I know so many people who would be furious with me for not including Bassnectar on this list, but that’s not why it’s here. Noise VS Beauty lives up to its namesake in that there is a very noticeable conflict between the beauty of sounds in electronic music and the sounds that are just noise. The opening track “F.U.N.” exemplifies this conflict, beginning with piano and strings, instruments that characteristically have a history of beautiful music; the drop presents the other side of that coin, with harsh and dissonant synths that evoke a much different feeling. As the track bounces back and forth between these two motifs, it is preparing us for the journey that lies ahead. Bassnectar is a true musician in his ability to craft music that means more than the surface tends to show. Tracks like “You & Me,” “Ephemeral” and of course “So Butterfly” are incredible insights into his softer side, while collaborations with Jantsen and The Upbeats on “Lost in the Crowd” and “Gnar,” respectively, are significantly more rough around the edges. If the next three albums had not been released this year, a #1 spot would be a no-brainer. However, that is not the case and so at #4 it remains.
3. Knife Party – Abandon Ship
I’m going to say it – Rob Swire is a genius. Though he is not the only member of Knife Party, he is the face of the group, and previously Pendulum as well, for a reason. His insights into musicality and sound design have propelled every project he has been a part of to stardom. Though I would rue the thought of diminishing the contributions of “bandmate” Gareth McGrillen, this is a generally accepted truth. The truth here is no less applicable than in reference to the duo’s debut album Abandon Ship. After two wildly successful (and one slightly less successful) EPs, with 2014 being the year of albums, a tracklist longer than 4 was to be expected. Track names such as “Micropenis” and “EDM Trend Machine” belie the true nature of the work, however, and attest to the playful and flippant nature of the duo.
The true worth of the album shines in the progression of the tracklist and the genres it so carefully chooses to display. While early Knife Party was primarily known for their wildly party-anthemic electro house, Abandon Ship’s goal is much loftier. Employing genres from progressive house to trap to drumstep to tropical house, the title of the album is a way to off-handedly remark at the state of EDM and how narrow it has become. By throwing away all instance of consistency and normality, Knife Party successfully demonstrates their ability, and in fact willingness, to say “F**k that noise” and do whatever they want – and they do it well. Besides being one of the most well-produced and mastered albums I’ve heard this year, the sound design on each track is blissful, audio perfection. While you may not appreciate how silly the album is at times, it shines wonderfully behind a veil of serious works or progressive ideologies. Rob and Gareth knew full well what they were doing, and I don’t expect them to apologize for it anytime soon.
2. Porter Robinson – Worlds
What will oddly and likely be one of the more controversial choices on this list is Porter Robinson’s debut album Worlds. It still continues to astound me how so many people absolutely abhor, loathe, or detest this album – use whatever verb you like. There are just as many people who like it, however, and therein lies its controversial nature. While Porter’s goal may have been a bit lofty for a debut album from a 22-year old, that is no reason to decry the actual merit of the work. Whether you are sour that his Spitfire sound is likely retired, or bitter about the nature of his live tour, this album, the one right here, is no less than a work of art.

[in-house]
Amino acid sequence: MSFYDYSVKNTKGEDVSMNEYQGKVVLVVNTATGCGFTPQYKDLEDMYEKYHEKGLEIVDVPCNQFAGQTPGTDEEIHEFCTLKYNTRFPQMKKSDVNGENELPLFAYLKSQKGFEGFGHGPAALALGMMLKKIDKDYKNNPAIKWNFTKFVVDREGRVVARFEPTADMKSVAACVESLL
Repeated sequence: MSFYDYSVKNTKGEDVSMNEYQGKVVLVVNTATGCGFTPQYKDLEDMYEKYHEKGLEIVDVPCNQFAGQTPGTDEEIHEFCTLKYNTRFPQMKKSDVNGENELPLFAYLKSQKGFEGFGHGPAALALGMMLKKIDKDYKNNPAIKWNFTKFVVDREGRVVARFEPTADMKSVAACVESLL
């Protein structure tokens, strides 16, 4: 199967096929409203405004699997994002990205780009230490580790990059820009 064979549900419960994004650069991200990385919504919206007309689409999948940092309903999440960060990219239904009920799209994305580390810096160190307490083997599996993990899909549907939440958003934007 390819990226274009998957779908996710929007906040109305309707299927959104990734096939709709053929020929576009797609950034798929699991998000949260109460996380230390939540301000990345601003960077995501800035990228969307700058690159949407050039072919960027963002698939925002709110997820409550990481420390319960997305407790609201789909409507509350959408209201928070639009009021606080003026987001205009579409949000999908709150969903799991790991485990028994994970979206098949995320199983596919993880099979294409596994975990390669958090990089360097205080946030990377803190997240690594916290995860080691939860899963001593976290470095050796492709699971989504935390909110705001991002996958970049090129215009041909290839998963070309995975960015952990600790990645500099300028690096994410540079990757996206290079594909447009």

Listening to it now after having listened to it more than a couple dozen times likely gives off a different feeling than it did the first time. It was like unwrapping a present – after being teased by singles like “Sad Machine,” “Flicker” and “Lionhearted,” the release date of the album was like Christmas morning, opening a present that had hidden gifts one after another. Standout tracks soon made their way to the surface such as “Fellow Feeling” and “Fresh Static Snow,” though when seeing the tour, it was still “Lionhearted” that everyone was waiting for. Even after listening to Worlds so many times, it continues to fill me with a very warm feeling, something like coming home during the holidays.
Porter himself sang on a handful of the tracks, attesting to the fact that this was in fact a truly personal work. Through various interviews preceding the release of the album and during the tour, he revealed his motivations behind the work and why it was so important to him. Astralwerks was a huge supporter of whatever Porter had in mind, and so he was able to work with even less pressure. All motivations and reasoning behind the album culminated in the #2 album this year, which continues to get both seemingly equal amounts of praise and criticism. In the end, music will be subjective and I leave you all to formulate your own opinions. However, this is a beautifully crafted work that deserves recognition, nonetheless.
1. Odesza – In Return
The #1 spot this year goes to Odesza. From the second that I finished the album to the moment of writing this review, nothing has swayed my conviction that this is the #1 album of the year. I’ve listened to over 100 albums in the past months to prepare myself for this top 10 list, but knowing that In Return would be #1, I wanted to wait until I was absolutely ready to write about it to listen to it once more. In doing so, the value and quality of the album shone more brightly to me than ever before. Every track on this album is carefully crafted and woven together to create one cohesive project that rolls through emotions, dimensions and eras. From the very beginning of the album, you are subjected to Odesza’s flurry of sound and it doesn’t let you go.
I’ll leave it there for my review of In Return. I would prefer if the album spoke for itself.
Knowing beforehand that my choices are not the choices of everyone, I surveyed a group of 35,000 electronic music fans. They were able to vote for up to 10 albums.
At #1 with 54% of the total votes was Dillon Francis followed closely by Skrillex at 51%. Next up were Knife Party and Porter Robinson, with 49% and 47% respectively. From there, the remaining standouts were The Glitch Mob (25%), Zomboy (22%), and deadmau5 (39%). Also worth mentioning are Bassnectar, Duck Sauce, and RL Grime.
Here is the top 10 as voted by 35,000 EDM fans in list format:
- Dillon Francis – Money Sucks, Friends Rule
- Skrillex – Recess
- Knife Party – Abandon Ship
- Porter Robinson – Worlds
- The Glitch Mob – Love Death Immortality
- Zomboy – The Outbreak
- Deadmau5 – while(1<2)
- Bassnectar – Noise vs. Beauty
- Duck Sauce – Quack
- RL Grime – VOID